Let's take an example :

[c:es v:60/0.43b/0/0 r:45487.616 x:1202261.21367.1 p:45/8/0 S:12264/20255/1897 t:383358/308/129 s:0/0 l:0/85123/0/11 f:znE] http://emule-project.net

This lowid clients shares 45 files. Connected for 383358 seconds.
He was given as a source 12264 times.
He got 308 sources from its 129 source requests.
The server got 85123 lowidcallbacks for this client.
The server sent 21367 frames (1202261 bytes) to this client. (The server is able to coalesce several callbacks into one frame to save tcp overhead)

If we now examine a highID client :
[c:br v:60/0.44d/0/60 r:23495.744 x:56857.1824.0 p:46/6/0 S:44295/2467/803 t:383658/720/236 s:0/0 l:234/0/0/0 f:znUEk] AFF_ghY

He was given as a source 44295 times (more than a LOWID is)
Only 1824 frames (56857 bytes) were sent for the same connection time (383658 seconds)


For one LOWID client, the overhead caused by these callbacks is negligible.
In fact a LOWID client receive less trafic from other clients.

But server side this (overhead * XXXXX) clients is not negligible at all. It's huge.

Conclusion:

I doubt being a LOWID client can explain your "office's connectivity problem"
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#14 User is offline   dudeman456 

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Posted 28 December 2004 - 09:41 PM

Wow, we should really thank servers like Razorback 2 for the service they provide, I knew it was a lot of data, but never reliazed it was so much.
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#15 User is offline   GreatInca 

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Posted 28 December 2004 - 09:52 PM

lugdunummaster, on Dec 28 2004, 01:33 PM, said:

The additional trafic that a lowid produces is caused by the callbacks.

A HighID clients which wants to contact a LOWID sends a 'LOWID callback" to the server.

The server then relays the request via the TCP connection he has with the LOWID client.

One callback typically uses 4 network segments (including the ACK messages)

Let's take an example :

  [c:es v:60/0.43b/0/0 r:45487.616 x:1202261.21367.1 p:45/8/0 S:12264/20255/1897 t:383358/308/129 s:0/0 l:0/85123/0/11 f:znE] http://emule-project.net

This lowid clients shares 45 files. Connected for 383358 seconds.
He was given as a source 12264 times.
He got 308 sources from its 129 source requests.
The server got 85123 lowidcallbacks for this client.
The server sent 21367 frames (1202261 bytes) to this client. (The server is able to coalesce several callbacks into one frame to save tcp overhead)

If we now examine a highID client :
[c:br v:60/0.44d/0/60 r:23495.744 x:56857.1824.0 p:46/6/0 S:44295/2467/803 t:383658/720/236 s:0/0 l:234/0/0/0 f:znUEk] AFF_ghY

He was given as a source 44295 times (more than a LOWID is)
Only 1824 frames (56857 bytes) were sent for the same connection time (383658 seconds)


For one LOWID client, the overhead caused by these callbacks is negligible.
In fact a LOWID client receive less trafic from other clients.

But server side this (overhead * XXXXX) clients is not negligible at all. It's huge.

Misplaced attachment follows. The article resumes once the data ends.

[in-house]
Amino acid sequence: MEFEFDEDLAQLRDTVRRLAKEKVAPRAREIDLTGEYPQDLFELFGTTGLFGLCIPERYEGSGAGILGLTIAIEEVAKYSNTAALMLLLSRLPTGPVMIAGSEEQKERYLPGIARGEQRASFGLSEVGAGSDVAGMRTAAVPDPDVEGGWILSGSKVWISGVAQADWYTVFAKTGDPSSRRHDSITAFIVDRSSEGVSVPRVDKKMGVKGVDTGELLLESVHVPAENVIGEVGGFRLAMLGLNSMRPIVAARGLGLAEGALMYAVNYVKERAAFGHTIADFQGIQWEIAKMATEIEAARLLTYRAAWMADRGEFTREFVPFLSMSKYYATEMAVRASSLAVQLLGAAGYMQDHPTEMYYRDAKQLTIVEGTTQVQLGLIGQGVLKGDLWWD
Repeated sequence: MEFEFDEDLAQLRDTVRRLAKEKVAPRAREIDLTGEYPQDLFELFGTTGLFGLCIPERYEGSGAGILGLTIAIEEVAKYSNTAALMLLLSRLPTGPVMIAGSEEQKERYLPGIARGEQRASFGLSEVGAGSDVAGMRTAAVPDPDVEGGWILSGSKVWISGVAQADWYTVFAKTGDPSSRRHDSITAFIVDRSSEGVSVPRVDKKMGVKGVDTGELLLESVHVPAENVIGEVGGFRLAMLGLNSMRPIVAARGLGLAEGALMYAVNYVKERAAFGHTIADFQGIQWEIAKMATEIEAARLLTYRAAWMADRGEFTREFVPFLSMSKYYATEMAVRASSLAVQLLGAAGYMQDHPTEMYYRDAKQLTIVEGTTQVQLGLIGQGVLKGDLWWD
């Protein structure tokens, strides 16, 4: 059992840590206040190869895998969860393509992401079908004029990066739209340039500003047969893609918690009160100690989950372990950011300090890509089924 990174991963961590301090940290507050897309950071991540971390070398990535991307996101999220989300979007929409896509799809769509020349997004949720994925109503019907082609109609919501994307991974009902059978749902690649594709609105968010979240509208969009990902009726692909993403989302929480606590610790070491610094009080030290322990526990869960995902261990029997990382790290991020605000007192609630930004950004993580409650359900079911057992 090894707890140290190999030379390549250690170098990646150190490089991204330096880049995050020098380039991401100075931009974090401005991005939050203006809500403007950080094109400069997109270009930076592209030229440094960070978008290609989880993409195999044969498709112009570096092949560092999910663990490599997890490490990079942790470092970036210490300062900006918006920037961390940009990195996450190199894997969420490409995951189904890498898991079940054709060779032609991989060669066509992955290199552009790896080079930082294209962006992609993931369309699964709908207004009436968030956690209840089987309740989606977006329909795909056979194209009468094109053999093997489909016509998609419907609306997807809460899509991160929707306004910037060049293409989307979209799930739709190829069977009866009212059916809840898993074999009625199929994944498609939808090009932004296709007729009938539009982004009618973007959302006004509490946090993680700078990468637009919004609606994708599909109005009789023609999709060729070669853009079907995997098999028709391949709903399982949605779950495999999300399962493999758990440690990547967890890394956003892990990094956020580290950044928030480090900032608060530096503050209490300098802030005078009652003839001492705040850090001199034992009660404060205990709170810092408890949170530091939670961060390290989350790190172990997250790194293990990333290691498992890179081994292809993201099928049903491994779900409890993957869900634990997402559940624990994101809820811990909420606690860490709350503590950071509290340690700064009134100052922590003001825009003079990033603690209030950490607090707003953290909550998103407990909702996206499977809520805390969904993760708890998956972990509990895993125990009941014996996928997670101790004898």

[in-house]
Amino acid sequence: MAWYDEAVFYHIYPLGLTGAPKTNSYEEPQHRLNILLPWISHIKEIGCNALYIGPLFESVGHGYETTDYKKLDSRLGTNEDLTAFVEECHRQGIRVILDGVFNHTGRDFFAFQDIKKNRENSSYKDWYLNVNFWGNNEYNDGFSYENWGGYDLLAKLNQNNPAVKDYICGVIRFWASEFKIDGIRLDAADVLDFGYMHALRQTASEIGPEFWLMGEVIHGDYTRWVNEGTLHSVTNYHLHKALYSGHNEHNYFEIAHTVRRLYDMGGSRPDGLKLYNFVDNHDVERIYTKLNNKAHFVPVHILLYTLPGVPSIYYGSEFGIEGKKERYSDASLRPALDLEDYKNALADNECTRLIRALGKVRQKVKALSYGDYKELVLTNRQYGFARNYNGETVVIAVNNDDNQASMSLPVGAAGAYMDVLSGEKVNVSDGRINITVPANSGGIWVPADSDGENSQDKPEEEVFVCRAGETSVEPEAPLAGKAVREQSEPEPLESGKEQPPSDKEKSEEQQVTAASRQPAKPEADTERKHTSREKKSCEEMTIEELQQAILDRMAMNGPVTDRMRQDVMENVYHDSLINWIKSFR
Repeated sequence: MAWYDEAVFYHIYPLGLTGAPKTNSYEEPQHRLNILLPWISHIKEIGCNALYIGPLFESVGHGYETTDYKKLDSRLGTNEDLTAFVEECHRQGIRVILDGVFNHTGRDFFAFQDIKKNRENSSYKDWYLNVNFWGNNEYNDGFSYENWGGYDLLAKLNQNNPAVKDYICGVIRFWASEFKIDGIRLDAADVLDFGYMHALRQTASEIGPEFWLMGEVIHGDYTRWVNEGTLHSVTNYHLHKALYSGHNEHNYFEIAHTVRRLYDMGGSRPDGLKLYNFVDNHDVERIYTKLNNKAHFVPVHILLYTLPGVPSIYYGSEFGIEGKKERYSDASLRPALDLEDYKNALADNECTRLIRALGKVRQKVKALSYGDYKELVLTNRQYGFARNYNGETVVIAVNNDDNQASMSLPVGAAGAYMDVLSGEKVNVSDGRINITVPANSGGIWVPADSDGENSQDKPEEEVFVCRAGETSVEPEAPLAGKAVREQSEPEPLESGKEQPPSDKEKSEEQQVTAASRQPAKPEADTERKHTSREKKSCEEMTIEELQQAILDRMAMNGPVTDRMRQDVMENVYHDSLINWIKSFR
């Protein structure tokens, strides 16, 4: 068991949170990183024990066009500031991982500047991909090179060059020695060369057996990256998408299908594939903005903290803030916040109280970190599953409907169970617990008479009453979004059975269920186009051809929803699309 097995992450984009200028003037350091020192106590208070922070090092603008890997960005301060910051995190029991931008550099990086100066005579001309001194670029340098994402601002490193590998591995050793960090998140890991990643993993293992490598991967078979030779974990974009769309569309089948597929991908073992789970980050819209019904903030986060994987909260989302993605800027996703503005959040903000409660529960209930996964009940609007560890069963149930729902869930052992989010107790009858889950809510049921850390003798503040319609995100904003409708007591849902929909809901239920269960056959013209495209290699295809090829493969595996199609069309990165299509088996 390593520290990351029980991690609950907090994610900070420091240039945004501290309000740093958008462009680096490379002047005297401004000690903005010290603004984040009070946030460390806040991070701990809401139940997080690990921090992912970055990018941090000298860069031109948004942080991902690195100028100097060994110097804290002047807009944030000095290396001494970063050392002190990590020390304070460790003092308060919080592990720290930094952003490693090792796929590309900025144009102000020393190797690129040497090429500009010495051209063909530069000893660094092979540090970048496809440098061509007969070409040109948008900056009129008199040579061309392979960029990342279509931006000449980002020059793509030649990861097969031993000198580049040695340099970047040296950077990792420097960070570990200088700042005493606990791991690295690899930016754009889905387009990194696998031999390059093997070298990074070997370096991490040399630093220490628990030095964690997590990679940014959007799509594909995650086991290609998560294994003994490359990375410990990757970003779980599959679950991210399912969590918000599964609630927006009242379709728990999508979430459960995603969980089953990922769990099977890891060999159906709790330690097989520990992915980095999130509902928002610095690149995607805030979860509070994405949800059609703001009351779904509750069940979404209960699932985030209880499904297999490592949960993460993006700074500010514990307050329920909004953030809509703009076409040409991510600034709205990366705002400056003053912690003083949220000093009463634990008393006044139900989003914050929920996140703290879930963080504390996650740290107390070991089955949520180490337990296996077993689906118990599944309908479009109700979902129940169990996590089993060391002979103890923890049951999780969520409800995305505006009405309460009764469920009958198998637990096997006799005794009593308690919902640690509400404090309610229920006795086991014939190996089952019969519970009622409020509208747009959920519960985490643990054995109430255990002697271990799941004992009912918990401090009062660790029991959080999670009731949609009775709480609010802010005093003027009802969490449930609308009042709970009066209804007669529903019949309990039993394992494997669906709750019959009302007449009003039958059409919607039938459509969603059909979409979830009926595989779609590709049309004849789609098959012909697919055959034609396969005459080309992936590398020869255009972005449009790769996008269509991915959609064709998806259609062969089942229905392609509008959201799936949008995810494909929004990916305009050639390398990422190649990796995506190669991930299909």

Conclusion:

I doubt being a LOWID client can explain your "office's connectivity problem"
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So a LowID's overhead is 10X a HighIDs particularly on heavy uploaders. That sux.


I know LowID really sux for sharing but when the bandwidth is not yours (but not necessarily used - in regards to a full duplex T1) you got to take what you can get. I acutally think LowID helps connectivity (other than not share) becuase the router can only get clogged by outoging connections.
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#16 User is offline   Unknown1 

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Posted 29 December 2004 - 09:00 PM

You know.. Something that would be interesting to know is the percent bandwidth used per client type.

Like two lists.

What percent of each client type is connected to the server..

Then

What percent of bandwidth is used by each client type.

#17 User is offline   lugdunummaster 

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Posted 29 December 2004 - 11:12 PM

Quote

You know.. Something that would be interesting to know is the percent bandwidth used per client type.

Like two lists.

What percent of each client type is connected to the server..

Then

What percent of bandwidth is used by each client type.


OK i will add such stats in next version, I will let you know the results :+1:
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#18 User is offline   Devil Doll 

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Posted 30 December 2004 - 02:48 AM

GreatInca, on Dec 28 2004, 09:52 PM, said:

So a LowID's overhead is 10X a HighIDs particularly on heavy uploaders.  That sux.
And if I read the numbers correctly then Razorback is telling me that 10% of its users are LowID, causing more than half of its traffic - right?
Would Razorback be able to handle more users if it reduced its LowID rate?
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#19 User is offline   lugdunummaster 

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Posted 30 December 2004 - 08:02 AM

Quote

Would Razorback be able to handle more users if it reduced its LowID rate?


Yes and no.

The limiting factor on razorback is the RAM.

With 12 GB of ram, no more than 900.000 clients
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#20 User is offline   asturcon3 

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Posted 30 December 2004 - 05:04 PM

13 kb per each connected client? :shock: Sure you store the IP, the share list and some stats of each client, but 13kb still seems too much to me... :confused: